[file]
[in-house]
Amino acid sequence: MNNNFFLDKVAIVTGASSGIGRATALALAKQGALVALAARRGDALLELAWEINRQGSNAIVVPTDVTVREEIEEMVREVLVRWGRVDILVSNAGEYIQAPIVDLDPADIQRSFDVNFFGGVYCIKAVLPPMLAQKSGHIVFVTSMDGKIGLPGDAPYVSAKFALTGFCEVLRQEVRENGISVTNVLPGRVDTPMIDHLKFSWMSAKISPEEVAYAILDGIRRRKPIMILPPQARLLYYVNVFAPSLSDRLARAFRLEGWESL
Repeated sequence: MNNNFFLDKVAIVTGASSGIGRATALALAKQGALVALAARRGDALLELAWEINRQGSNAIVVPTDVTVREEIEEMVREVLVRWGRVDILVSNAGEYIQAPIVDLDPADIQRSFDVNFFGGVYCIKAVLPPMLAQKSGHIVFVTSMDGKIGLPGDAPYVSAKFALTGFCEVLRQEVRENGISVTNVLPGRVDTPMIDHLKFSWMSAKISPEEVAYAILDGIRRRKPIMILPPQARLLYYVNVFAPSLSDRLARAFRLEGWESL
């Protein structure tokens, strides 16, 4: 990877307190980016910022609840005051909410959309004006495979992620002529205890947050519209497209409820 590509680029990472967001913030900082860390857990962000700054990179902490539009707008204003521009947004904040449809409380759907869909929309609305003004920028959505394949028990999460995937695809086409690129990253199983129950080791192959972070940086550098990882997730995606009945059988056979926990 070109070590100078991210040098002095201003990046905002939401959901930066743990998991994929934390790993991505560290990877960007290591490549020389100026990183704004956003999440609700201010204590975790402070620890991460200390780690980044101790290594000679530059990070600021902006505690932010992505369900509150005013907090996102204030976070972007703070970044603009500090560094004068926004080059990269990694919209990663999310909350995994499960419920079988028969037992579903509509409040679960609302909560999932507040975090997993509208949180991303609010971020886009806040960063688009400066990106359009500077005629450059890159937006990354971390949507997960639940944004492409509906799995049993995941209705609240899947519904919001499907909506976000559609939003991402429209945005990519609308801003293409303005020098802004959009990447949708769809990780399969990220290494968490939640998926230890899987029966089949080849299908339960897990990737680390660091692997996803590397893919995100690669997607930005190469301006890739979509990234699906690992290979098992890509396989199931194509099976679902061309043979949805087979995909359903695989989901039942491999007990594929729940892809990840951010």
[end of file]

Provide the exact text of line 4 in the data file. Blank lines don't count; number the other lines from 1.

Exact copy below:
């Protein structure tokens, strides 16, 4: 990877307190980016910022609840005051909410959309004006495979992620002529205890947050519209497209409820 590509680029990472967001913030900082860390857990962000700054990179902490539009707008204003521009947004904040449809409380759907869909929309609305003004920028959505394949028990999460995937695809086409690129990253199983129950080791192959972070940086550098990882997730995606009945059988056979926990 070109070590100078991210040098002095201003990046905002939401959901930066743990998991994929934390790993991505560290990877960007290591490549020389100026990183704004956003999440609700201010204590975790402070620890991460200390780690980044101790290594000679530059990070600021902006505690932010992505369900509150005013907090996102204030976070972007703070970044603009500090560094004068926004080059990269990694919209990663999310909350995994499960419920079988028969037992579903509509409040679960609302909560999932507040975090997993509208949180991303609010971020886009806040960063688009400066990106359009500077005629450059890159937006990354971390949507997960639940944004492409509906799995049993995941209705609240899947519904919001499907909506976000559609939003991402429209945005990519609308801003293409303005020098802004959009990447949708769809990780399969990220290494968490939640998926230890899987029966089949080849299908339960897990990737680390660091692997996803590397893919995100690669997607930005190469301006890739979509990234699906690992290979098992890509396989199931194509099976679902061309043979949805087979995909359903695989989901039942491999007990594929729940892809990840951010």